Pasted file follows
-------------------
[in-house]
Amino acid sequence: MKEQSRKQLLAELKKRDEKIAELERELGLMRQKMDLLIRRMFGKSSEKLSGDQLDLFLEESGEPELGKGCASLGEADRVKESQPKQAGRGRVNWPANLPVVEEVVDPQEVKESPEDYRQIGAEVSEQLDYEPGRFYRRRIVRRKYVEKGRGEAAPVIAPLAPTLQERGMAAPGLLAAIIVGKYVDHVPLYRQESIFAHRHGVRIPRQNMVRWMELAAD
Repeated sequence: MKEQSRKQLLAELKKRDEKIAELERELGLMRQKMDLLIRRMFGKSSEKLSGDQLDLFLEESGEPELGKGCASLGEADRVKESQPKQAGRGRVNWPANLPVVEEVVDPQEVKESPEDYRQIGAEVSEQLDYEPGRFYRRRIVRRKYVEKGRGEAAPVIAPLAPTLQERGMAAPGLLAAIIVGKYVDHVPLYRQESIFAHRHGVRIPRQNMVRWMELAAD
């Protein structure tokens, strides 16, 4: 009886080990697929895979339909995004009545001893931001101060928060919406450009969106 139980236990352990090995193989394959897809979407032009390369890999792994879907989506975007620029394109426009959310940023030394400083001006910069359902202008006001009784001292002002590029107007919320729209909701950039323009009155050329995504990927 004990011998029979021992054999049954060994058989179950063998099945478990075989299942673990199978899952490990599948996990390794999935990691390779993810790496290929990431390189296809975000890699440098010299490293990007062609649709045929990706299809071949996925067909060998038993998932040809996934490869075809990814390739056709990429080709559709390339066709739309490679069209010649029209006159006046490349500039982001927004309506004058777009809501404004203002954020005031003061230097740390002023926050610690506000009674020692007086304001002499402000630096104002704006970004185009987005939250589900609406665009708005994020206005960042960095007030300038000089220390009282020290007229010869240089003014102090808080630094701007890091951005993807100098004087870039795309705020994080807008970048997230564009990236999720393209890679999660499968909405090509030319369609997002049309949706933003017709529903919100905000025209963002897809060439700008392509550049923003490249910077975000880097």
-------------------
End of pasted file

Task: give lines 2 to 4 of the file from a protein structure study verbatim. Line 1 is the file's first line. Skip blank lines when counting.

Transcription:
Amino acid sequence: MKEQSRKQLLAELKKRDEKIAELERELGLMRQKMDLLIRRMFGKSSEKLSGDQLDLFLEESGEPELGKGCASLGEADRVKESQPKQAGRGRVNWPANLPVVEEVVDPQEVKESPEDYRQIGAEVSEQLDYEPGRFYRRRIVRRKYVEKGRGEAAPVIAPLAPTLQERGMAAPGLLAAIIVGKYVDHVPLYRQESIFAHRHGVRIPRQNMVRWMELAAD
Repeated sequence: MKEQSRKQLLAELKKRDEKIAELERELGLMRQKMDLLIRRMFGKSSEKLSGDQLDLFLEESGEPELGKGCASLGEADRVKESQPKQAGRGRVNWPANLPVVEEVVDPQEVKESPEDYRQIGAEVSEQLDYEPGRFYRRRIVRRKYVEKGRGEAAPVIAPLAPTLQERGMAAPGLLAAIIVGKYVDHVPLYRQESIFAHRHGVRIPRQNMVRWMELAAD
């Protein structure tokens, strides 16, 4: 009886080990697929895979339909995004009545001893931001101060928060919406450009969106 139980236990352990090995193989394959897809979407032009390369890999792994879907989506975007620029394109426009959310940023030394400083001006910069359902202008006001009784001292002002590029107007919320729209909701950039323009009155050329995504990927 004990011998029979021992054999049954060994058989179950063998099945478990075989299942673990199978899952490990599948996990390794999935990691390779993810790496290929990431390189296809975000890699440098010299490293990007062609649709045929990706299809071949996925067909060998038993998932040809996934490869075809990814390739056709990429080709559709390339066709739309490679069209010649029209006159006046490349500039982001927004309506004058777009809501404004203002954020005031003061230097740390002023926050610690506000009674020692007086304001002499402000630096104002704006970004185009987005939250589900609406665009708005994020206005960042960095007030300038000089220390009282020290007229010869240089003014102090808080630094701007890091951005993807100098004087870039795309705020994080807008970048997230564009990236999720393209890679999660499968909405090509030319369609997002049309949706933003017709529903919100905000025209963002897809060439700008392509550049923003490249910077975000880097």